A Boston University residence in Brookline was evacuated early Tuesday morning after firefighters found “high levels” of carbon monoxide inside, officials said.
Firefighters responded to the house at 150 Mountfort Street around 12:20 a.m. after receiving a report that a carbon monoxide detector in the house had been activated, a Brookline Fire Department spokesman said.
Crews from Eversource, the house’s energy provider, arrived at the scene and began working to find the source of the burning cable so that they could shut down the power to it, Sullivan said.
Carbon monoxide (CO) is a colorless, odorless, and tasteless gas that is slightly less dense than air. It is toxic to hemoglobic animals (both invertebrate and vertebrate, including humans) when encountered in concentrations above about 35 ppm, although it is also produced in normal animal metabolism in low quantities, and is thought to have some normal biological functions. In the atmosphere, it is spatially variable and short lived, having a role in the formation of ground-level ozone.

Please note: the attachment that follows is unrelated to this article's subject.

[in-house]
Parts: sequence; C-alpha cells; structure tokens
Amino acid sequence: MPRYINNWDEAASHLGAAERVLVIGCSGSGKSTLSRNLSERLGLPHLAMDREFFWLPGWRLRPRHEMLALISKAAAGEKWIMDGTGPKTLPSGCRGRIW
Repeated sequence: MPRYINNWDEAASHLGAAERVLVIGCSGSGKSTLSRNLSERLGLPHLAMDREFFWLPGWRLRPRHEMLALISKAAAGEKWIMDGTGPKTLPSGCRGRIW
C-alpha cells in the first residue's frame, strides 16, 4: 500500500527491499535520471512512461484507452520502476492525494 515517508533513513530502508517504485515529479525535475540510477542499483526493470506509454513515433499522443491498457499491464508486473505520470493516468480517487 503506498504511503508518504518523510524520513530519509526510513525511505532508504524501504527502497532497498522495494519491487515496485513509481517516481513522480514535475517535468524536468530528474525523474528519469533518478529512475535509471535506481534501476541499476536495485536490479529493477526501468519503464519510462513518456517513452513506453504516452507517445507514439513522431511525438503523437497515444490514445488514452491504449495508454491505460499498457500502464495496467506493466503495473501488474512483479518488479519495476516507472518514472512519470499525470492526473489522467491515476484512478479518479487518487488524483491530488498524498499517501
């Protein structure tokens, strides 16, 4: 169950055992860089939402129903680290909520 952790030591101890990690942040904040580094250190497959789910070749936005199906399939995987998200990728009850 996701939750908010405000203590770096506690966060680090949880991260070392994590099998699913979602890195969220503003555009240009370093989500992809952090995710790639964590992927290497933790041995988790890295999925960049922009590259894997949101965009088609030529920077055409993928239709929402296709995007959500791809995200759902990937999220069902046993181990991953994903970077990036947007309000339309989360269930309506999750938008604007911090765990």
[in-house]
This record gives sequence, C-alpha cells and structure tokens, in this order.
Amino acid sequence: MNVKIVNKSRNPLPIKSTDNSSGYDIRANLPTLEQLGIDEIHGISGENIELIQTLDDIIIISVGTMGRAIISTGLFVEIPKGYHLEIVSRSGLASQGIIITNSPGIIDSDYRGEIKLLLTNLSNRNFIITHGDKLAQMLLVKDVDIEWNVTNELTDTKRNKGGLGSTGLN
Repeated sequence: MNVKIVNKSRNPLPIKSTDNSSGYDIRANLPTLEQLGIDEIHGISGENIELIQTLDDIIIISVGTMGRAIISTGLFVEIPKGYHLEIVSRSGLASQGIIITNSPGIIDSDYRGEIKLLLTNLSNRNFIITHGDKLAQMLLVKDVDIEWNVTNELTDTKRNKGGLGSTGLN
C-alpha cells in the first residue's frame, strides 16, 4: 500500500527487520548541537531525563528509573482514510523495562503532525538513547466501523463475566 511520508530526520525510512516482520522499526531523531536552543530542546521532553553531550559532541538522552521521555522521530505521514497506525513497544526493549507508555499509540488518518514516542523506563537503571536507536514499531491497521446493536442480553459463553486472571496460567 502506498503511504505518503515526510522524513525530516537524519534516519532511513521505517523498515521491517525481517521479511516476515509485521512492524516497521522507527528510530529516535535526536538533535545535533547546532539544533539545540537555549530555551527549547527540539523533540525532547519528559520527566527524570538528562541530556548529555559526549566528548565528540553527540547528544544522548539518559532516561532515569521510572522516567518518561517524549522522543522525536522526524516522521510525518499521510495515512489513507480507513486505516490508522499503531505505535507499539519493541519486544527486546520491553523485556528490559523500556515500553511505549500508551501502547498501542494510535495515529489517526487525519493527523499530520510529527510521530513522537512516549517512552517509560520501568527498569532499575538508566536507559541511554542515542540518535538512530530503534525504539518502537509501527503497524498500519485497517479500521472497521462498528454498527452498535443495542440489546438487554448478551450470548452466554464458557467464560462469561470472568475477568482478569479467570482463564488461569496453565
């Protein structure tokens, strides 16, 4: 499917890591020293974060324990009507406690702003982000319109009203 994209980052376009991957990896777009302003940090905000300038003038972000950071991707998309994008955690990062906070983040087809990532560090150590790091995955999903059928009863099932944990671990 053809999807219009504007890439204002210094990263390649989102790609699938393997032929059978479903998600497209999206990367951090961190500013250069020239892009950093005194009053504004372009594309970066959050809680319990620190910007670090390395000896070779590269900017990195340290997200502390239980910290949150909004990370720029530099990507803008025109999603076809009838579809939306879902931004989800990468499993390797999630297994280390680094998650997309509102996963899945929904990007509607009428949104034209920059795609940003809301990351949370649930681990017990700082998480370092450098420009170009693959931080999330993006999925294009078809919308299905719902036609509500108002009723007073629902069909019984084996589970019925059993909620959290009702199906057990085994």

Carbon monoxide consists of one carbon atom and one oxygen atom, connected by a triple bond that consists of two covalent bonds as well as one dative covalent bond.